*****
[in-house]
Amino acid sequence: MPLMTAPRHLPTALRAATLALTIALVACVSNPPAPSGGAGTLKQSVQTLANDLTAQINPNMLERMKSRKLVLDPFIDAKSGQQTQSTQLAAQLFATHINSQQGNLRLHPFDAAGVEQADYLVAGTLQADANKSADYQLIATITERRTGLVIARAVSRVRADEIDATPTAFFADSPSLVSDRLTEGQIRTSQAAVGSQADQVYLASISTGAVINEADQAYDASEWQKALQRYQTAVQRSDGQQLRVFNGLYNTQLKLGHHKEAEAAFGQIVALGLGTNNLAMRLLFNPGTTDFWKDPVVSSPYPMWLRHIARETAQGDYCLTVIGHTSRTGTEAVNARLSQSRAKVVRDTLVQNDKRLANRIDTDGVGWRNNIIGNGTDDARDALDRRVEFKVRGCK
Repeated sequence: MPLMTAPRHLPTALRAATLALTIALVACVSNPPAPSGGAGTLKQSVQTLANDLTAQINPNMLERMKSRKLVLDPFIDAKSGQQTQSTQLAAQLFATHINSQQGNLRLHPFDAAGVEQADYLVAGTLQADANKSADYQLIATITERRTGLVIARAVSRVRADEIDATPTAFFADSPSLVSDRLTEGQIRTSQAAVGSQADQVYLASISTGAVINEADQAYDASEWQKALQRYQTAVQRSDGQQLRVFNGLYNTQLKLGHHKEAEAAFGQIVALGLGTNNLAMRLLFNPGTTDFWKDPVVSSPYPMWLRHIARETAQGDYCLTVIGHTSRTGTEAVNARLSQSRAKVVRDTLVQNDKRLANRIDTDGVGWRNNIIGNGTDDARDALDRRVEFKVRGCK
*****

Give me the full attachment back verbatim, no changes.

[in-house]
Amino acid sequence: MPLMTAPRHLPTALRAATLALTIALVACVSNPPAPSGGAGTLKQSVQTLANDLTAQINPNMLERMKSRKLVLDPFIDAKSGQQTQSTQLAAQLFATHINSQQGNLRLHPFDAAGVEQADYLVAGTLQADANKSADYQLIATITERRTGLVIARAVSRVRADEIDATPTAFFADSPSLVSDRLTEGQIRTSQAAVGSQADQVYLASISTGAVINEADQAYDASEWQKALQRYQTAVQRSDGQQLRVFNGLYNTQLKLGHHKEAEAAFGQIVALGLGTNNLAMRLLFNPGTTDFWKDPVVSSPYPMWLRHIARETAQGDYCLTVIGHTSRTGTEAVNARLSQSRAKVVRDTLVQNDKRLANRIDTDGVGWRNNIIGNGTDDARDALDRRVEFKVRGCK
Repeated sequence: MPLMTAPRHLPTALRAATLALTIALVACVSNPPAPSGGAGTLKQSVQTLANDLTAQINPNMLERMKSRKLVLDPFIDAKSGQQTQSTQLAAQLFATHINSQQGNLRLHPFDAAGVEQADYLVAGTLQADANKSADYQLIATITERRTGLVIARAVSRVRADEIDATPTAFFADSPSLVSDRLTEGQIRTSQAAVGSQADQVYLASISTGAVINEADQAYDASEWQKALQRYQTAVQRSDGQQLRVFNGLYNTQLKLGHHKEAEAAFGQIVALGLGTNNLAMRLLFNPGTTDFWKDPVVSSPYPMWLRHIARETAQGDYCLTVIGHTSRTGTEAVNARLSQSRAKVVRDTLVQNDKRLANRIDTDGVGWRNNIIGNGTDDARDALDRRVEFKVRGCK